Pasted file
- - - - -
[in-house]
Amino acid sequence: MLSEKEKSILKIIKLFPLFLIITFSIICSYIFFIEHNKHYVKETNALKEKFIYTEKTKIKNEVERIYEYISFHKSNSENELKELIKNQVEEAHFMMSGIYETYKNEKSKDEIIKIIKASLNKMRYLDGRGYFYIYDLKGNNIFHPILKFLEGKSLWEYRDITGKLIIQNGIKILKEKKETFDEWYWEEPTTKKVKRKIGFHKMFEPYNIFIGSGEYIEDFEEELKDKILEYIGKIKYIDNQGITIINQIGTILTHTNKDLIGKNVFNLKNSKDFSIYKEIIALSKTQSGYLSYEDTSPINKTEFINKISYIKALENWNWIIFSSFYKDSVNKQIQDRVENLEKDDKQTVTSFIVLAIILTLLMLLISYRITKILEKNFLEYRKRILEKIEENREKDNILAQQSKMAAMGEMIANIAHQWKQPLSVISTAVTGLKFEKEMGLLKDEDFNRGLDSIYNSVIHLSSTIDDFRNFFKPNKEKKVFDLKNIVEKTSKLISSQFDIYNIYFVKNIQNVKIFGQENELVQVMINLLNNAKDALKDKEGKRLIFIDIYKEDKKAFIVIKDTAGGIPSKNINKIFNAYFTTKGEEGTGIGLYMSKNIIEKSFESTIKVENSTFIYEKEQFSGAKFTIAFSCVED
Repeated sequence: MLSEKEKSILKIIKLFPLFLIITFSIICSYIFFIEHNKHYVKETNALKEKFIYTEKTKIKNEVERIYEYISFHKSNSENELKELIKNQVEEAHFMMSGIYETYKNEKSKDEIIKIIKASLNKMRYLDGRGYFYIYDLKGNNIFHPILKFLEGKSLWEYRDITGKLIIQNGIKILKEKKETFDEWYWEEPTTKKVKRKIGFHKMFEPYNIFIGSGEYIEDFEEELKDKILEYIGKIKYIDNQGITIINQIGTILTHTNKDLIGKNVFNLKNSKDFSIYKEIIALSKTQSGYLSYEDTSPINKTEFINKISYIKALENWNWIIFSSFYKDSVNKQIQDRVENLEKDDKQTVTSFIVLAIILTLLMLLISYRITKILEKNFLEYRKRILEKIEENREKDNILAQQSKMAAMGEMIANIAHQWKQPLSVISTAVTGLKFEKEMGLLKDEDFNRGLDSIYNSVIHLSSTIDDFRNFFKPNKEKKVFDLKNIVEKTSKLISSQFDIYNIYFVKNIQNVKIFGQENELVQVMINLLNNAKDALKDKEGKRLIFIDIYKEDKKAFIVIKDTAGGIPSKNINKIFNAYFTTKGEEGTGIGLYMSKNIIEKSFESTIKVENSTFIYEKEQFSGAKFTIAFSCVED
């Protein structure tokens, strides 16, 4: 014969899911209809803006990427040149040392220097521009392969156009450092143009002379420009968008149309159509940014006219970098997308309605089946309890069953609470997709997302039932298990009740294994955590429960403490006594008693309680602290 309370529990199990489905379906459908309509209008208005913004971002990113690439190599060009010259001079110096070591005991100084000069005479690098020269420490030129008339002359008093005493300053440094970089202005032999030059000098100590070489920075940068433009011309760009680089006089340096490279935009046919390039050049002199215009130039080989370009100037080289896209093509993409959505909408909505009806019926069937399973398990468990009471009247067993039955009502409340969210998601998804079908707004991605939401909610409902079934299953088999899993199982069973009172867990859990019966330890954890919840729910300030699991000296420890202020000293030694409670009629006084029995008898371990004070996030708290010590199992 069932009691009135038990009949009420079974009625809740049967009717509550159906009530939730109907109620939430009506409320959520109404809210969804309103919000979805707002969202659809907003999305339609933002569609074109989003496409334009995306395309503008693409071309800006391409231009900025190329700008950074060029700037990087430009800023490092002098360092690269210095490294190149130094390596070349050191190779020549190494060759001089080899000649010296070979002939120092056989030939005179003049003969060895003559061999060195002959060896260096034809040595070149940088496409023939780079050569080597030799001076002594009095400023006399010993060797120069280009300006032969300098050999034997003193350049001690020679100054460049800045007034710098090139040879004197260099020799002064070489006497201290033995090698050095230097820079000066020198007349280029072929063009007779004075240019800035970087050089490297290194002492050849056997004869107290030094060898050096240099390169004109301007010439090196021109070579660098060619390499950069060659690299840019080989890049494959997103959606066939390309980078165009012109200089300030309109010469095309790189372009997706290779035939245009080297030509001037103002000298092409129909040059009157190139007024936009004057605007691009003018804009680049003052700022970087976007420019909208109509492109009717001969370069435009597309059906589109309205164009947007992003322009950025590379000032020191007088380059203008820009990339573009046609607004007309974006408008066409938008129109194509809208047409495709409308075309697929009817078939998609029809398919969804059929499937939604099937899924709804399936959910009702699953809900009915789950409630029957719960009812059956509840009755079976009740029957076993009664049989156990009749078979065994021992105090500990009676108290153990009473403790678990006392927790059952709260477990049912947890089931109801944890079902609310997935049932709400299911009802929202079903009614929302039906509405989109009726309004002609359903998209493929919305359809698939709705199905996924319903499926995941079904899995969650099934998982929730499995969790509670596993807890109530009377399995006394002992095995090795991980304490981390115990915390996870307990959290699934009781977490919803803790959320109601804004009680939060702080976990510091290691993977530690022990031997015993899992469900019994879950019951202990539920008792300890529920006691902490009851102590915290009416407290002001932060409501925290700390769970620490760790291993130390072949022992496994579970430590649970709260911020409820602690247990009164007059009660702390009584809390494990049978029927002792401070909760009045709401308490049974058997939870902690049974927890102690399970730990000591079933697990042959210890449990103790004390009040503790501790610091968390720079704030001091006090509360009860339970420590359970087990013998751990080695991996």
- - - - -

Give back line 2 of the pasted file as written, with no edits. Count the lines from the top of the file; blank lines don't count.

Amino acid sequence: MLSEKEKSILKIIKLFPLFLIITFSIICSYIFFIEHNKHYVKETNALKEKFIYTEKTKIKNEVERIYEYISFHKSNSENELKELIKNQVEEAHFMMSGIYETYKNEKSKDEIIKIIKASLNKMRYLDGRGYFYIYDLKGNNIFHPILKFLEGKSLWEYRDITGKLIIQNGIKILKEKKETFDEWYWEEPTTKKVKRKIGFHKMFEPYNIFIGSGEYIEDFEEELKDKILEYIGKIKYIDNQGITIINQIGTILTHTNKDLIGKNVFNLKNSKDFSIYKEIIALSKTQSGYLSYEDTSPINKTEFINKISYIKALENWNWIIFSSFYKDSVNKQIQDRVENLEKDDKQTVTSFIVLAIILTLLMLLISYRITKILEKNFLEYRKRILEKIEENREKDNILAQQSKMAAMGEMIANIAHQWKQPLSVISTAVTGLKFEKEMGLLKDEDFNRGLDSIYNSVIHLSSTIDDFRNFFKPNKEKKVFDLKNIVEKTSKLISSQFDIYNIYFVKNIQNVKIFGQENELVQVMINLLNNAKDALKDKEGKRLIFIDIYKEDKKAFIVIKDTAGGIPSKNINKIFNAYFTTKGEEGTGIGLYMSKNIIEKSFESTIKVENSTFIYEKEQFSGAKFTIAFSCVED